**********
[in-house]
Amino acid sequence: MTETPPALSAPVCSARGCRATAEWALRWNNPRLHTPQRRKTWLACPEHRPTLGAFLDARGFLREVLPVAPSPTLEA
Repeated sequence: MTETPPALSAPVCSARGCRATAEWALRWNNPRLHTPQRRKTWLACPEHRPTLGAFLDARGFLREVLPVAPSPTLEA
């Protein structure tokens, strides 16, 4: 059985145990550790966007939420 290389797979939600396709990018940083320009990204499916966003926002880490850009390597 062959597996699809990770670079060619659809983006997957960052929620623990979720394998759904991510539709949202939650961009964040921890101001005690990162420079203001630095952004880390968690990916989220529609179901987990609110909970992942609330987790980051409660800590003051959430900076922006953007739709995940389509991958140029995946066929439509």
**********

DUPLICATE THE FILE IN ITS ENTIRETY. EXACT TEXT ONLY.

[in-house]
Amino acid sequence: MTETPPALSAPVCSARGCRATAEWALRWNNPRLHTPQRRKTWLACPEHRPTLGAFLDARGFLREVLPVAPSPTLEA
Repeated sequence: MTETPPALSAPVCSARGCRATAEWALRWNNPRLHTPQRRKTWLACPEHRPTLGAFLDARGFLREVLPVAPSPTLEA
């Protein structure tokens, strides 16, 4: 059985145990550790966007939420 290389797979939600396709990018940083320009990204499916966003926002880490850009390597 062959597996699809990770670079060619659809983006997957960052929620623990979720394998759904991510539709949202939650961009964040921890101001005690990162420079203001630095952004880390968690990916989220529609179901987990609110909970992942609330987790980051409660800590003051959430900076922006953007739709995940389509991958140029995946066929439509």